“Know this: the kingdom of God is at hand” (Luke 10:12).
The sending out of the 72 disciples was perhaps the pinnacle of Jesus’ ministry. His message had been successfully passed on to missionary teams that went before him into the towns and villages of Galilee. Jesus’ instructions to them revealed the paradoxical nature of his mission. It is a lesson eventually learned by every parish mission trip or church service project, that it is not what you bring but what you discover already present in the mutual reciprocity of God’s grace at work in every faith encounter that makes the moment happen.
Jesus prepared his disciples to announce the Good News by stripping them of all their resources. The disciples were to set out without provisions, money, food, extra clothing, or even sandals. In some versions of the story, they have no walking sticks, a form of self-protection. In other words, they went helpless and needy among strangers, bearing only the gift of his peace to any house that opened its doors and showed them hospitality.
When receptivity met their message, miracles of liberation, reconciliation and healing occurred. The disciples must have gone out with trepidation and uncertainty, but they came back overflowing with wonder and joy. Everyone had experienced the presence and power of God.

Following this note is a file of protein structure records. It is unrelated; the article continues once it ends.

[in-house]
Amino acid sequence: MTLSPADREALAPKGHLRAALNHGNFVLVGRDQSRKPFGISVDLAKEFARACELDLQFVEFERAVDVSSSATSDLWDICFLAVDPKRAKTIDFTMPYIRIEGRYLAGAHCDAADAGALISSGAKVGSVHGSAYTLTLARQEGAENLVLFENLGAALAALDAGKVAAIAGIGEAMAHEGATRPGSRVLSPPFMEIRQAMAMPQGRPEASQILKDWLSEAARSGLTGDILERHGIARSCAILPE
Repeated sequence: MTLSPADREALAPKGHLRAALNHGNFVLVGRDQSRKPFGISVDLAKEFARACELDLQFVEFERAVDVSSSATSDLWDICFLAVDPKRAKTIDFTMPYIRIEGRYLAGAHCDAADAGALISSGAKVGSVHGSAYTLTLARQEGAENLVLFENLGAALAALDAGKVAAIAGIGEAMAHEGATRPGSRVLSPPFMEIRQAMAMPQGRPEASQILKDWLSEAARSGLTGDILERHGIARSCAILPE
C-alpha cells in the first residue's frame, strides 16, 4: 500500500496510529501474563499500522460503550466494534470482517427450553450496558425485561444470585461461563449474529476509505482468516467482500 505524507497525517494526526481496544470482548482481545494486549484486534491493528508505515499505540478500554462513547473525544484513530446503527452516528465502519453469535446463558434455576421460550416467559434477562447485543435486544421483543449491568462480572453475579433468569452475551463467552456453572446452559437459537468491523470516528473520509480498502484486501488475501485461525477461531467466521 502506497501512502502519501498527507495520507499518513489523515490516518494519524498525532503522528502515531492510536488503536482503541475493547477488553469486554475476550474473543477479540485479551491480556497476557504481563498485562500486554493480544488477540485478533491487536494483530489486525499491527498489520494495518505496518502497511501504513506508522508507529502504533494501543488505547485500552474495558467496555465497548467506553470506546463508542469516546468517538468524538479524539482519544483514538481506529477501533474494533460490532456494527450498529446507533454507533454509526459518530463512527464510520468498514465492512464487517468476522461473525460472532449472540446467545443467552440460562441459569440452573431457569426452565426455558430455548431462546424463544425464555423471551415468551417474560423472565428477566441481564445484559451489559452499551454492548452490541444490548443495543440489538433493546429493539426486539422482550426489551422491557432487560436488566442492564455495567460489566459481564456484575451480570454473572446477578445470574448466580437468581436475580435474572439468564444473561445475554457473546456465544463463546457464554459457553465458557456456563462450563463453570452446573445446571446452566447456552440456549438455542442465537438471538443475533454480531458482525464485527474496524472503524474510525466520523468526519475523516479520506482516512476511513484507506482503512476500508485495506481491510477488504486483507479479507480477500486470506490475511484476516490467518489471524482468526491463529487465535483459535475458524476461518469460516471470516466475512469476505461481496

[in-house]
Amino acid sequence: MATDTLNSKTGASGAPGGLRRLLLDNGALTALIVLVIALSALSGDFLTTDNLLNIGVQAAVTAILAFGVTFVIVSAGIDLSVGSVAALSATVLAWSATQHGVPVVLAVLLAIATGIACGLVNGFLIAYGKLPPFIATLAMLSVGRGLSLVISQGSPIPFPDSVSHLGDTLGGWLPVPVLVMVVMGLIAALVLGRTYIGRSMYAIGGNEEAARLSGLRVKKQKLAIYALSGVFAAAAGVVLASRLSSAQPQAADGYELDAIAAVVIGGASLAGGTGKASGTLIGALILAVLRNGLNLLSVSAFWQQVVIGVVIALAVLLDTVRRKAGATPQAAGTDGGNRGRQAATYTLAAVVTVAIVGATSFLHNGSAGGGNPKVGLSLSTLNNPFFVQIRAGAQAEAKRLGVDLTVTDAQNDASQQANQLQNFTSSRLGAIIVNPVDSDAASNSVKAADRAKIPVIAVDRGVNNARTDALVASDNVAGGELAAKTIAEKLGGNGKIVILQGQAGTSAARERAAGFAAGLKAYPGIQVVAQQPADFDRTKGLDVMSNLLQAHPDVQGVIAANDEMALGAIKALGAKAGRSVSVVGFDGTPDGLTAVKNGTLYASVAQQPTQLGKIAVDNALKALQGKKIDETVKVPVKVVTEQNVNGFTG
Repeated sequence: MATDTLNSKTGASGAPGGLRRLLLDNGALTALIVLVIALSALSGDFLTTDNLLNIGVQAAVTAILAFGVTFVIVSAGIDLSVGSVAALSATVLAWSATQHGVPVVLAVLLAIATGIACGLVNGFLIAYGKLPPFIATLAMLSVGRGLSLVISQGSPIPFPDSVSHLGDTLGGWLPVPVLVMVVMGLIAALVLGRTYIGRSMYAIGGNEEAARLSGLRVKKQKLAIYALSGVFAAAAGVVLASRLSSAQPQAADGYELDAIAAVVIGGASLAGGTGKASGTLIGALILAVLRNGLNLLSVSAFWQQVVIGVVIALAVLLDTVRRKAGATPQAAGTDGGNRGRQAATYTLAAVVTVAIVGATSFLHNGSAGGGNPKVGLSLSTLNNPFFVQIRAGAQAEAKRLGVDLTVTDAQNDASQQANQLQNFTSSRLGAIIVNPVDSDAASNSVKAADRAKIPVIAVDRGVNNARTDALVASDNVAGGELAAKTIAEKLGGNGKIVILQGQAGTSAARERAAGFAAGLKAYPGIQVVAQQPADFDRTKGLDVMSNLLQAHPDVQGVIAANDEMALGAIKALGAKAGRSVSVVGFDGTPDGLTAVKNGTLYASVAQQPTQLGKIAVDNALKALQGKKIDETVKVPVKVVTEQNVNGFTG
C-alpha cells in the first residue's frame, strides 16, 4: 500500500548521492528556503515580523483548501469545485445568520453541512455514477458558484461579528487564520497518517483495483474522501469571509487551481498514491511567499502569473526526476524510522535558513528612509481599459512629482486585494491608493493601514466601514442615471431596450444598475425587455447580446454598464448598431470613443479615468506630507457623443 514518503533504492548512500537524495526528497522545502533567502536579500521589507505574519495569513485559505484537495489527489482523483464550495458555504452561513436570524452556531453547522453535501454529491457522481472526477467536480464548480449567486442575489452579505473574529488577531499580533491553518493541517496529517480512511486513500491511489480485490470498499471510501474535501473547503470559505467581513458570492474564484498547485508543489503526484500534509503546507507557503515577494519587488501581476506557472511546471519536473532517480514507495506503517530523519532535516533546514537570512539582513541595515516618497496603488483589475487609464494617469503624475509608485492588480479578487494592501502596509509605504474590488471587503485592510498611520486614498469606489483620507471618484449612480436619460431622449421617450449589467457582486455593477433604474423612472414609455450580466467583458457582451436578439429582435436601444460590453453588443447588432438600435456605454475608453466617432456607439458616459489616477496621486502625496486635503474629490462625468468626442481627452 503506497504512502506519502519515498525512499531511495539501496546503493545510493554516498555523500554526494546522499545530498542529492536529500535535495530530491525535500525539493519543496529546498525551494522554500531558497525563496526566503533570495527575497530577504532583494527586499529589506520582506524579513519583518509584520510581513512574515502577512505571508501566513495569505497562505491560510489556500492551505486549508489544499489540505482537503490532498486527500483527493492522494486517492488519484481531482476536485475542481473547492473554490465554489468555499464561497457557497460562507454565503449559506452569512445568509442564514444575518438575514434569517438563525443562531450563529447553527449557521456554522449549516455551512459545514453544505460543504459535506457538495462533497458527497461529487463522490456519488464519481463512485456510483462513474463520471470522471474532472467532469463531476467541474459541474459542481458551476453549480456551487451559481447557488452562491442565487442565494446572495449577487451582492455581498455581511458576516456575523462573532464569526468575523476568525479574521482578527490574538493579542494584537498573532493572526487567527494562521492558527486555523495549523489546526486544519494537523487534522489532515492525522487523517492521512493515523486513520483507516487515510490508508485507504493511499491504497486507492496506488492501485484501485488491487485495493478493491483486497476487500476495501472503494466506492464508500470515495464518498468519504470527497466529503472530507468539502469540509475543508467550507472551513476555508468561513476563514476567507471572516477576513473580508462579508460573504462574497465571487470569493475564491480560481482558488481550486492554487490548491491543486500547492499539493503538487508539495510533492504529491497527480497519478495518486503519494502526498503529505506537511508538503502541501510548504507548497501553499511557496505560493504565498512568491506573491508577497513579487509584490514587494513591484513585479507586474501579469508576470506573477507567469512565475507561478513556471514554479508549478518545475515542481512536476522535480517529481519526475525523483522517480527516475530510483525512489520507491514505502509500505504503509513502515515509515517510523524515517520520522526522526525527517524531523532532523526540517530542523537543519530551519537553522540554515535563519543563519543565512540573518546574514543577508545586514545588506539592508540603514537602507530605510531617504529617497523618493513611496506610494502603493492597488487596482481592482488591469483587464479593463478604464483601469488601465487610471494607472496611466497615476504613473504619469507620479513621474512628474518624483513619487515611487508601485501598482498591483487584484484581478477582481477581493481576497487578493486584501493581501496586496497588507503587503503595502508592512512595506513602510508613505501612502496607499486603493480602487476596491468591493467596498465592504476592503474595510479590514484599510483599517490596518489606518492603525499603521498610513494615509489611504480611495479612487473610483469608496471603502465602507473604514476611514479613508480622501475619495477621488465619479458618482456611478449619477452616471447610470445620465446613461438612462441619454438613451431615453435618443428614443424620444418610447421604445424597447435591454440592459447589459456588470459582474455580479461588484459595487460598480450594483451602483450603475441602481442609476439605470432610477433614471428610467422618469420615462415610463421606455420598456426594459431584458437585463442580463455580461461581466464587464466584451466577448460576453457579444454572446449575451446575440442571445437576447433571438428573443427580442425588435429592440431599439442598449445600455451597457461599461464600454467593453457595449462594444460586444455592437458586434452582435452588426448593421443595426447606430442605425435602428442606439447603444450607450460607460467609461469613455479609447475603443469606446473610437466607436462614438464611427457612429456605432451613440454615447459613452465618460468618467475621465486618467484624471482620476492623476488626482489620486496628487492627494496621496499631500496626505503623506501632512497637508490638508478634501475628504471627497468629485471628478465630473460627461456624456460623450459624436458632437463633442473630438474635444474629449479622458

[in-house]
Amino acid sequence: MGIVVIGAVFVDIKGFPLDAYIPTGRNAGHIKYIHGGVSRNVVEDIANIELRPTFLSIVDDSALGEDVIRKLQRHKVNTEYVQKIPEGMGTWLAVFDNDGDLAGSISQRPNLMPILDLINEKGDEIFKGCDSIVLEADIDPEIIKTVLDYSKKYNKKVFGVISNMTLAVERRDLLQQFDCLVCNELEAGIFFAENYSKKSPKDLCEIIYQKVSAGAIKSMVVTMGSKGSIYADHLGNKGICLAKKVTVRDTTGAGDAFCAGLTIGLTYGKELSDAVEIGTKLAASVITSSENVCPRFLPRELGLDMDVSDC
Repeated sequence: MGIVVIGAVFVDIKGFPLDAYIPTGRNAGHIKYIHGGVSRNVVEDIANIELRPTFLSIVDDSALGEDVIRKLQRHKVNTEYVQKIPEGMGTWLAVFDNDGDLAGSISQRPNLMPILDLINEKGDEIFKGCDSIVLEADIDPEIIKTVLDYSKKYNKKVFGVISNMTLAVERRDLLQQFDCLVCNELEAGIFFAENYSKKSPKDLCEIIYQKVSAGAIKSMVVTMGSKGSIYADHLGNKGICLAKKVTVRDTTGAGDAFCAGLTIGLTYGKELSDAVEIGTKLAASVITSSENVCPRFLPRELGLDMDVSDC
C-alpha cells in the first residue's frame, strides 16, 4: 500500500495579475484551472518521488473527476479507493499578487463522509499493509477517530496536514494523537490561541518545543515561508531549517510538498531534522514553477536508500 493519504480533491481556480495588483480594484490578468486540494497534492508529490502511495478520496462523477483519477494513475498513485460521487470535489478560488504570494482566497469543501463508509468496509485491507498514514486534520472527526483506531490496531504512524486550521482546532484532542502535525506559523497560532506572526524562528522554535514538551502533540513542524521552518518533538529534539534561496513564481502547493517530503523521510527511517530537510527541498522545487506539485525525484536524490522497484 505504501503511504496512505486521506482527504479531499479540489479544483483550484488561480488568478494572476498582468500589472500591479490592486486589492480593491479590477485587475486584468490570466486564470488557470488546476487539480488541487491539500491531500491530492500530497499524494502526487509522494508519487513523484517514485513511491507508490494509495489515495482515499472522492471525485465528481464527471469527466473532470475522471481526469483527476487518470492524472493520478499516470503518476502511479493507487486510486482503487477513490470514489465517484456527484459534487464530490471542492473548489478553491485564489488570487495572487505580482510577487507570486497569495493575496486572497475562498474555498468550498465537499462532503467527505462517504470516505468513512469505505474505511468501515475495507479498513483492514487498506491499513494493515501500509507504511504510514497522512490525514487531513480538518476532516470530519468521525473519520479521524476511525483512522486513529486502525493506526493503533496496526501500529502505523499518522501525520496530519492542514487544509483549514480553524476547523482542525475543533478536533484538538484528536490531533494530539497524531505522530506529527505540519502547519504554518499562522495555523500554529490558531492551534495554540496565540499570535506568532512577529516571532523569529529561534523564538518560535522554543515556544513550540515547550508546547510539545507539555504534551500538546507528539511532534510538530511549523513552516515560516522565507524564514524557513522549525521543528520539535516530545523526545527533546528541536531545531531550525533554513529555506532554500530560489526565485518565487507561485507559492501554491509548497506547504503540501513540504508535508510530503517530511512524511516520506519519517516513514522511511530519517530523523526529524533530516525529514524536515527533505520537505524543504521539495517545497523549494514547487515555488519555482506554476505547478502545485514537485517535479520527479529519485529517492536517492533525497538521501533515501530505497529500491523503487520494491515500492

St. Francis of Assisi embraced poverty as the secret of evangelization. The witness of his little brothers not only contrasted with the opulence of the official church, but they conveyed the joyful freedom of those who travel light, knowing God always cares for those who are faithful to the mission.
Isaiah’s song of God’s abundance captures the security of believers who feel like an infant at the breast, dandled on their mother’s knees. God’s love is the ultimate dream of the human heart, and knowing it is assured is like coming home, even in the midst of life’s trials and contradictions. Your names are already written in heaven.
St. Paul began his ministry self-assured because of his theological training and credentials, only to learn that he was strongest when he was weak. In his letter to the Galatians, he alludes to his daily experience of Christ’s crucifixion as the source of his confidence: “I bear the marks of Jesus on my body” (Gal 6:17). Humbled by his conversion, humiliated by his failure to impress the Greeks in Athens, he then boasted only of his setbacks and sufferings as sure signs of God’s power at work in his ministry.
The Kingdom of God is at hand wherever disciples are taking the Gospel to the margins, whether this is among strangers or within their own families and communities. Often the hardest threshold to cross is the one that carries us out of ourselves into the adventure of traveling light and trusting in the Spirit. It is not our brilliance or strength, but our shared doubts and our wounds that link us to others on the same road. This is where real evangelization can happen for everyone, especially us, if we are open to receive what we think we are giving to others.